Responsibilities of Management and the Supervisory Board for the ­Consolidated Financial Statements and the Combined Management Report

Management is responsible for the preparation of the consolidated financial statements that comply, in all material respects, with IFRSs as adopted by the EU and the additional requirements of German commercial law pursuant to Section 315e (1) HGB and that the consolidated financial statements, in compliance with these requirements, give a true and fair view of the assets, liabilities, financial position, and financial performance of the Group. In addition, management is responsible for such internal control as they have determined necessary to enable the preparation of consolidated financial statements that are free from material misstatement, whether due to fraud or error.

In preparing the consolidated financial statements, management is responsible for assessing the Group’s ability to continue as a going concern. They also have the responsibility for disclosing, as applicable, matters related to going concern. In addition, they are responsible for financial reporting based on the going concern basis of accounting unless there is an intention to liquidate the Group or to cease operations, or there is no realistic alternative but to do so.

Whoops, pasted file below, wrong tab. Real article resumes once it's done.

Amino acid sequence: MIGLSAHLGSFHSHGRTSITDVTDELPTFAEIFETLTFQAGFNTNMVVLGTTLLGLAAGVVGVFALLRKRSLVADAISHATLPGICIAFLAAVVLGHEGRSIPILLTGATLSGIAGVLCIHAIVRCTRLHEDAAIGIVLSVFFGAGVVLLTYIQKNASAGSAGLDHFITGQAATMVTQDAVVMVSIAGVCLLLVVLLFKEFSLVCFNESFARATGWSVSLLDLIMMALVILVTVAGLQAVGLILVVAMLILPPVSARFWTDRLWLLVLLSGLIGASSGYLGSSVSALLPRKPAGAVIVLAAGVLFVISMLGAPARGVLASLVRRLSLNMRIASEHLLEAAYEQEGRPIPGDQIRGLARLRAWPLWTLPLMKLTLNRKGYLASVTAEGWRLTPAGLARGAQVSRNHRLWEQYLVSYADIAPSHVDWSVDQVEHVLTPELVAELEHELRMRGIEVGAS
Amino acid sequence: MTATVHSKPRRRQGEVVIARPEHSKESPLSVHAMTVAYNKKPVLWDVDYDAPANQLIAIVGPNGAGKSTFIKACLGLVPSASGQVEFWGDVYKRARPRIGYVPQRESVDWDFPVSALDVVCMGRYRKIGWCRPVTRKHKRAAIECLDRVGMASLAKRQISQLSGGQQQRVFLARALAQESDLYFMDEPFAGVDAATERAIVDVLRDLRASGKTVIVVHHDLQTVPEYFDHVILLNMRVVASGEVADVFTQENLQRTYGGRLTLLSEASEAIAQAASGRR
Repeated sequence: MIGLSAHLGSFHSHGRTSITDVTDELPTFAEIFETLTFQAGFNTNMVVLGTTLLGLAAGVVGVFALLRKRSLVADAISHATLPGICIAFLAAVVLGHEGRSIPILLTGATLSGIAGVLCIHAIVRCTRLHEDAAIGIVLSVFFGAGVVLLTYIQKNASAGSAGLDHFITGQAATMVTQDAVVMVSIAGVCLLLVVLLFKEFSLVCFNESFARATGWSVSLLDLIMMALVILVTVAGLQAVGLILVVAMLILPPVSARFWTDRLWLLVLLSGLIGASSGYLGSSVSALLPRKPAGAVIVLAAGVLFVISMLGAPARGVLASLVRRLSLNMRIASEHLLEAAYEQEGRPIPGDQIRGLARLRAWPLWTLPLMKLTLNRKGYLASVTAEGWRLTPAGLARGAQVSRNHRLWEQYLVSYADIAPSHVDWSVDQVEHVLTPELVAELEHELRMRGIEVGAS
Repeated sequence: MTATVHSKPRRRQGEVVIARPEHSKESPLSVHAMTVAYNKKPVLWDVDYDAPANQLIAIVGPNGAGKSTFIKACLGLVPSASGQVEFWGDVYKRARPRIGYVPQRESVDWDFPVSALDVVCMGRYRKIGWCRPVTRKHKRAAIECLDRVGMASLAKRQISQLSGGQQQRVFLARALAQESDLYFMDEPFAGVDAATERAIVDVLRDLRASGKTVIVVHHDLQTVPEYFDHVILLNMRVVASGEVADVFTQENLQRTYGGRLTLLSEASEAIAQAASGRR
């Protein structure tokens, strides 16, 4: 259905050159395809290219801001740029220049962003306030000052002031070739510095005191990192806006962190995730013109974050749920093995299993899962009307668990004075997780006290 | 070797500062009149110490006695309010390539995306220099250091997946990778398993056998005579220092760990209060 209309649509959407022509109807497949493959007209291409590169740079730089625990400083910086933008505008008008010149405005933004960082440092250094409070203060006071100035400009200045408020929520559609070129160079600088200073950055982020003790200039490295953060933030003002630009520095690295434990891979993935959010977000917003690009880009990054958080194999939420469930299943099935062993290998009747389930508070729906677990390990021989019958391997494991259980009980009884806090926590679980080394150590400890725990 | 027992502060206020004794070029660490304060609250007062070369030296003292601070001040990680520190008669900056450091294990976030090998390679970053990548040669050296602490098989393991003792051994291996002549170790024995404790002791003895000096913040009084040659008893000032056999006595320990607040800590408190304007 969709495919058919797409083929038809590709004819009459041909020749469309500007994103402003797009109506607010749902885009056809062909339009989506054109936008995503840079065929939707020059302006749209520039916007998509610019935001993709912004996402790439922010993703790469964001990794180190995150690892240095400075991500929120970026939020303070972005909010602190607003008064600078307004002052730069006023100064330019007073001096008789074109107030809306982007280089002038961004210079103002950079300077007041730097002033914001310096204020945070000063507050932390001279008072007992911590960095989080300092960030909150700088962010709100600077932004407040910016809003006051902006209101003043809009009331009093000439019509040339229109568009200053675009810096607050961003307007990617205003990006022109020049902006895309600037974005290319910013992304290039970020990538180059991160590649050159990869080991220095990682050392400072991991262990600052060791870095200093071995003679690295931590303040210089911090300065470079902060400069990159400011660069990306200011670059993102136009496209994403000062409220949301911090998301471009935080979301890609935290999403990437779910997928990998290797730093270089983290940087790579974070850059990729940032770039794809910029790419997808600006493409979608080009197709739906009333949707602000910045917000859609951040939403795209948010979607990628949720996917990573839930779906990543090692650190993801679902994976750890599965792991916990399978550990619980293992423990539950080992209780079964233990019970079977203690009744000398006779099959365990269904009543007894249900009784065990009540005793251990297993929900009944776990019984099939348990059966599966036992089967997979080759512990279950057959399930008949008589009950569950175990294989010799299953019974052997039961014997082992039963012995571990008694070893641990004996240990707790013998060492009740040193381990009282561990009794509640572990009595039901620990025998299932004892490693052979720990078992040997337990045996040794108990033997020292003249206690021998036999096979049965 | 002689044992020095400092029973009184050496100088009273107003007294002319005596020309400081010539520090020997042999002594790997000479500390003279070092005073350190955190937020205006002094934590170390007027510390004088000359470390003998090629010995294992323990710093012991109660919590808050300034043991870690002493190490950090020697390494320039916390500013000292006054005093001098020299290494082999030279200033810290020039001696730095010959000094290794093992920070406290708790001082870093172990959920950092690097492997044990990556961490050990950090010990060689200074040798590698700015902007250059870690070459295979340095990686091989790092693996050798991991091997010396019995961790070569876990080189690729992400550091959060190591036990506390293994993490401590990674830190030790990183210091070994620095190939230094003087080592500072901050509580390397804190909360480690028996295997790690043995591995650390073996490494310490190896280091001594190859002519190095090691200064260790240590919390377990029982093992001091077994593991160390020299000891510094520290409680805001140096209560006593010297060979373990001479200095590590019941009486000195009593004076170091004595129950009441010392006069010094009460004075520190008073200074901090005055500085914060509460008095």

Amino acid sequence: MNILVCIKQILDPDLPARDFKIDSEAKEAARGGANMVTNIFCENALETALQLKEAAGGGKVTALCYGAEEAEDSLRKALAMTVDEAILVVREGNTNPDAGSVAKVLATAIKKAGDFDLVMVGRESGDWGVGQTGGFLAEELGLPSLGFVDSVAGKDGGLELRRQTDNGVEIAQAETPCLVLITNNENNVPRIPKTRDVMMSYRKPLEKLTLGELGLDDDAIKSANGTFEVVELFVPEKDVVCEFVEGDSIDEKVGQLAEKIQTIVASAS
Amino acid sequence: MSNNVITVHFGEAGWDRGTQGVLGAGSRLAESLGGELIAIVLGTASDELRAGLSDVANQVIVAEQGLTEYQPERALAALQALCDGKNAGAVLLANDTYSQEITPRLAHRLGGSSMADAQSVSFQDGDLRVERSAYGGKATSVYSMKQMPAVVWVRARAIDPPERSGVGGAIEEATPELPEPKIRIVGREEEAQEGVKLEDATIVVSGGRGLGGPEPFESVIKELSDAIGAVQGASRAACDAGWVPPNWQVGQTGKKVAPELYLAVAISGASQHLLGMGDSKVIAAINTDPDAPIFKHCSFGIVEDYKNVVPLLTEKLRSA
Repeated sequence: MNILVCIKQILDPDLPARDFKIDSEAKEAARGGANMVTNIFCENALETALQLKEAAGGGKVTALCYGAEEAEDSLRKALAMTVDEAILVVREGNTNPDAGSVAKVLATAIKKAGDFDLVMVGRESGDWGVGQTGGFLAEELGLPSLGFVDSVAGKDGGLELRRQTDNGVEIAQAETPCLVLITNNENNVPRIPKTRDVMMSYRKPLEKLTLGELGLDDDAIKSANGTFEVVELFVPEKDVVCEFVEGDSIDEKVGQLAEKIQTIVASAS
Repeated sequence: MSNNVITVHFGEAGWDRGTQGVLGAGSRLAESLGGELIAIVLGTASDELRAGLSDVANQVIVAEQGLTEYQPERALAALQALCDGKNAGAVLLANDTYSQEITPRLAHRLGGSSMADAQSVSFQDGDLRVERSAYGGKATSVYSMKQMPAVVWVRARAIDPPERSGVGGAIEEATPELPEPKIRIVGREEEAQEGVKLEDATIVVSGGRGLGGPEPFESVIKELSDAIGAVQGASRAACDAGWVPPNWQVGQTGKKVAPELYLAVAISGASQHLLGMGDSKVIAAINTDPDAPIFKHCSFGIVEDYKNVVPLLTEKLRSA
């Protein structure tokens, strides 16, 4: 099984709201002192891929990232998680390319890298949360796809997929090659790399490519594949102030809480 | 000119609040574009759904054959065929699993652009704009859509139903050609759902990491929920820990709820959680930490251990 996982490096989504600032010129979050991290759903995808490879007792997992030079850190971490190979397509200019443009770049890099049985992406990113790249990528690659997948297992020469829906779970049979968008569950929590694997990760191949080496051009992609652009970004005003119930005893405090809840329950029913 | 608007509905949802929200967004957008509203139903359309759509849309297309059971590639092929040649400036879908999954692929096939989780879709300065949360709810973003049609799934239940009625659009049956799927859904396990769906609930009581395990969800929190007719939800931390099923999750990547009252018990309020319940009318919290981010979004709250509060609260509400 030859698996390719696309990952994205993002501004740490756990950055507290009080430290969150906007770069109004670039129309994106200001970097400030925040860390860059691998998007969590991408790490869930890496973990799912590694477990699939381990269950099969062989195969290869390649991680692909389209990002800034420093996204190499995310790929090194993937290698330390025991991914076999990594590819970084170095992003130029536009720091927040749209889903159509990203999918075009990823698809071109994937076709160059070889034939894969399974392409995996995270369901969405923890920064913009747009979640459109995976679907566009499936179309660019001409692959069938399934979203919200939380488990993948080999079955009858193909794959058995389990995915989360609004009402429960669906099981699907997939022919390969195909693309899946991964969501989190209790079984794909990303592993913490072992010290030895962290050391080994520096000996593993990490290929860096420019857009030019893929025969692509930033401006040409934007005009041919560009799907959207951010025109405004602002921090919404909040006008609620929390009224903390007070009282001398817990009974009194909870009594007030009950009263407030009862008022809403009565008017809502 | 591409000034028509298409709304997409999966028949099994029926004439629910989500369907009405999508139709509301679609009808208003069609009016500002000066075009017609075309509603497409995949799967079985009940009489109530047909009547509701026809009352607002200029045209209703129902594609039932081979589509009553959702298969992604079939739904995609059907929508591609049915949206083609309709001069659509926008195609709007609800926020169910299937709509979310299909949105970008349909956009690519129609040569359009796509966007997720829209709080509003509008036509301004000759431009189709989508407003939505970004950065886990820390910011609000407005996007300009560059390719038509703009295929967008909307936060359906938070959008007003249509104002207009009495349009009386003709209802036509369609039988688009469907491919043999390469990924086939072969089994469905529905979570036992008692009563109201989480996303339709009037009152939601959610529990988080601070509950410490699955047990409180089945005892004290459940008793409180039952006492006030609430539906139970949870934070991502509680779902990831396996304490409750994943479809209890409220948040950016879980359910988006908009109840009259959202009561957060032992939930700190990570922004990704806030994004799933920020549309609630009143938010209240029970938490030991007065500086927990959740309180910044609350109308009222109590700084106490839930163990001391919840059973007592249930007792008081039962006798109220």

Furthermore, management is responsible for the preparation of the combined management report that, as a whole, provides an appropriate view of the Group’s position and is, in all material respects, consistent with the consolidated financial statements, complies with German legal requirements, and appropriately presents the opportunities and risks of future development. In addition, management is responsible for such arrangements and measures (systems) as they have considered necessary to enable the preparation of a combined management report that is in accordance with the applicable German legal requirements, and to be able to provide sufficient appropriate evidence for the assertions in the combined management report.

The supervisory board is responsible for overseeing the Group’s financial reporting process for the preparation of the consolidated financial statements and of the combined management report.